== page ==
Still, what’s done is done, and the saddest of Irish fans is the one who holds fast to gridiron ghosts and dusty trophies. Harboring resentment for something that happened in 1910 or even 1943 is like my crotchety old Irish grandfather still hating the British. The Michigan boycott inevitably ended, their series with Notre Dame resumed in 1978 and, aside from a couple years off here and there, has continued uninterrupted. Yes, I realize jackasses like Bo “to hell with Notre Dame” Schembechler—whose resume still lists zero national championships, in case anyone’s counting—have done their best to continue the Michigan coaching fraternity tradition of crapping on Notre Dame. But beyond the soap opera, the games themselves have been nothing short of magnificent. For better or worse, I personally was in attendance for Harry O’s Field Goal in ’80, Reggie Ho’s Heroics in ’88, Rocket’s Returns in ’89, The Catch in ’91, the Tie in ’92, and in 1993, during the brief time I was actually a resident in Ann Arbor, I got to watch from halfway up on the 30-yardline an arrogant Big House eat a delicious plate of blue-and-gold crow.
As Notre Dame fans, most of grow up believing USC is our biggest, most historic rival, but I’m not buying it. There’s something uniquely intense and contentious when the Wolverines come to town. While the USC-ND matchup is certainly long and illustrious, in my lifetime it has been kind of ho-hum, characterized by one team dominating the series for decades at a time. From 1967 to 1982, ND went 2-12-2 versus Southern Cal. From 1983 to 1995, ND went 12-0-1. Currently, ND hasn’t beaten the Men from Troy since 2001.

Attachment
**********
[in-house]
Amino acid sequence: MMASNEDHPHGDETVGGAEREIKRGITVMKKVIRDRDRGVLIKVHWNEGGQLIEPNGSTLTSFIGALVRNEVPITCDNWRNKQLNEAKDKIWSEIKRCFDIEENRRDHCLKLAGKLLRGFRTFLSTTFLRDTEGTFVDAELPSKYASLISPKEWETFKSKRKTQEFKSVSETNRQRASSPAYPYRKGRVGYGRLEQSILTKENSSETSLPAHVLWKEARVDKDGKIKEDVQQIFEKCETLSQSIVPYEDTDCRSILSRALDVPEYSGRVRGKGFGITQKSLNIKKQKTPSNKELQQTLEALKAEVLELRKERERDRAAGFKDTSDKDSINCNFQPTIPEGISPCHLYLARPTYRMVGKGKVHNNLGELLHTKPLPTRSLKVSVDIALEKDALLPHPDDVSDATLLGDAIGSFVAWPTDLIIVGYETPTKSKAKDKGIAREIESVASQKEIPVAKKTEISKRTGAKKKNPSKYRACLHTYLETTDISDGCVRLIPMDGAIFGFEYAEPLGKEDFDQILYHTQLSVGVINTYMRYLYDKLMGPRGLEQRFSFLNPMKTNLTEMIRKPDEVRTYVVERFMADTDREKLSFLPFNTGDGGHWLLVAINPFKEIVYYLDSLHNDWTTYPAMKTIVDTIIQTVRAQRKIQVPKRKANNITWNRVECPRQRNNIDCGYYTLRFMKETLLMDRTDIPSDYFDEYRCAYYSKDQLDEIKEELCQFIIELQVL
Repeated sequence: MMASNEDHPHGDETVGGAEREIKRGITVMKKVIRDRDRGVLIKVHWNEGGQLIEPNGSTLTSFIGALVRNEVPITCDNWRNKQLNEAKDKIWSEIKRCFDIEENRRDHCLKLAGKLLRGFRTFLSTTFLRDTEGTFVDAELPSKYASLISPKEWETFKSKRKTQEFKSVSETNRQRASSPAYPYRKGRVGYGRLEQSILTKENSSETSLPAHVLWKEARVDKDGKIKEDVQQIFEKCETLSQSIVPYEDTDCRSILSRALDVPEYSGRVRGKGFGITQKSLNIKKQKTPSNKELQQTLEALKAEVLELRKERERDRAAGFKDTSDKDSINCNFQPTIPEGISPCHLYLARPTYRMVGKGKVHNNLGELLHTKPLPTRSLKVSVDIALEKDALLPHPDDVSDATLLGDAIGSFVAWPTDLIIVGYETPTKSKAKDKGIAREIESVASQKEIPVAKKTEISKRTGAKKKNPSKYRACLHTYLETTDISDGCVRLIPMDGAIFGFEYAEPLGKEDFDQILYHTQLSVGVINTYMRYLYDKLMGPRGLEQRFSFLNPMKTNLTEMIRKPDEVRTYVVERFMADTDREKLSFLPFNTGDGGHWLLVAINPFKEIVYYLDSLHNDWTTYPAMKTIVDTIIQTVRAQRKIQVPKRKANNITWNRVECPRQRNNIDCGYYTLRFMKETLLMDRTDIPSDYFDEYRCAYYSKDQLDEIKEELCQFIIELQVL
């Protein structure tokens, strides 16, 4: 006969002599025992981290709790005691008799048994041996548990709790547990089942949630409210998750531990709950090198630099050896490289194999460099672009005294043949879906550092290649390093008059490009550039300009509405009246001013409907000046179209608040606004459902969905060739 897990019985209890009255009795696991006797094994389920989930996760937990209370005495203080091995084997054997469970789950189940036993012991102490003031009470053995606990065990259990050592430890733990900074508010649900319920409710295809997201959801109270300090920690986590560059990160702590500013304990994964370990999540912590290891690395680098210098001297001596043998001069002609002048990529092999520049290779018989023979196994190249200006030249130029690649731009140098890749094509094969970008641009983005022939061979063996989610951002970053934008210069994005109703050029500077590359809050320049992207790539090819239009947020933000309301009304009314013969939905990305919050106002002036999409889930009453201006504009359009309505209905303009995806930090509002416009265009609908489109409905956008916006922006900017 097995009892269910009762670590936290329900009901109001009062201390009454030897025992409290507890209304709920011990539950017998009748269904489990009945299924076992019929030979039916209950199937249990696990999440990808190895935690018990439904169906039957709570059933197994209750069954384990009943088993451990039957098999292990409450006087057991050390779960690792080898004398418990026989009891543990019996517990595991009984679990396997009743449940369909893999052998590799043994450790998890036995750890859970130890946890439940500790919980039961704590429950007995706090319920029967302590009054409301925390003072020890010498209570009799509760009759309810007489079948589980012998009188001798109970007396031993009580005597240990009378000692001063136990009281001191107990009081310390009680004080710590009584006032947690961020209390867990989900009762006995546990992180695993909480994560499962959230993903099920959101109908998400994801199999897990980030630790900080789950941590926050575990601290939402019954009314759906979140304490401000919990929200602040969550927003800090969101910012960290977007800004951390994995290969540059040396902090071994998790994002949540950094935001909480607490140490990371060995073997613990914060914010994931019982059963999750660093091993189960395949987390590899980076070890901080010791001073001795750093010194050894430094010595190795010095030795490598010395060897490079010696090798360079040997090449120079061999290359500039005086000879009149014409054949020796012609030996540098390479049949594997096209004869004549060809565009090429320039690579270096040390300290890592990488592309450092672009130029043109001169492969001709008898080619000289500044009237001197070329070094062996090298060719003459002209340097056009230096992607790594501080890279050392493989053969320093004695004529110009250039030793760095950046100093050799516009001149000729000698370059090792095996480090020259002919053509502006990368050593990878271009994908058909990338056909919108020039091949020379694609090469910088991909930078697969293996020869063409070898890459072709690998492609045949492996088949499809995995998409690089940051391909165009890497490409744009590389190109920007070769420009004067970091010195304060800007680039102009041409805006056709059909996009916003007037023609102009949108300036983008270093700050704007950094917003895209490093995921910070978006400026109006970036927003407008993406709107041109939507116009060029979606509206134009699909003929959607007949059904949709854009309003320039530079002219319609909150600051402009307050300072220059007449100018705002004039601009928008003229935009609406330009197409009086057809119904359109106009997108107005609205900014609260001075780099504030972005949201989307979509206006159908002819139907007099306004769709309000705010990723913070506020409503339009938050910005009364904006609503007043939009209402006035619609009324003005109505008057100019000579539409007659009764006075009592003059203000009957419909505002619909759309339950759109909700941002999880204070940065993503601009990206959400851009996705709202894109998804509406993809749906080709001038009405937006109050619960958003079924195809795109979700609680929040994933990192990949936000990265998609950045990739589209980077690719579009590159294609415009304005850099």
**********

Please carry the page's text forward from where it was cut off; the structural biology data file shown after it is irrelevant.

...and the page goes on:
And the Michigan series? The average score of four of the last five games in Notre Dame Stadium has been 29-26. No matter how good or bad they are, these two teams consistently play one another close. By comparison, the average margin of victory in USC’s current eight-game winning streak over the Irish is 22 points.
A Notre Dame alum once told me something that I think sums up the ND-UM matchup quite succinctly: “USC is our rival, but Michigan is our enemy.” (An old UHND article focused on Michigan being Notre Dame’s enemy as well). The road this rivalry has traveled from 1887 hasn’t been without its potholes. What it’s lacked in sheer longevity—I think the Notre Dame-Navy “rivalry” is about as compelling as an interleague baseball game between the Padres and the Mariners, not that anyone asked—it’s more than made up for in intensity and drama.
Following its victory in 1887, the Michigan team was treated by Notre Dame to a hearty lunch and a throng of cheering ND students as they boarded a caravan of horse-drawn carriages bound for the Niles, Michigan train station. If you don’t mind, Coach Kelly, I’d really like to see you kick Michigan’s ass and their sendoff circa 2010 to be a tad less hospitable.
(Book excerpt from Out of Bounds: An Anecdotal History of Notre Dame Football, Michael Bonifer and L.G. Weaver, Piper Publishing, Inc., 1978)
McSweeney is a longtime blogger and poster on UHND. His novel, EXOTIC MUSIC OF THE BELLY DANCER, a coming-of-age story about sex, drugs, rock n’ roll, and Notre Dame football, is available as an e-book on Amazon by clicking here.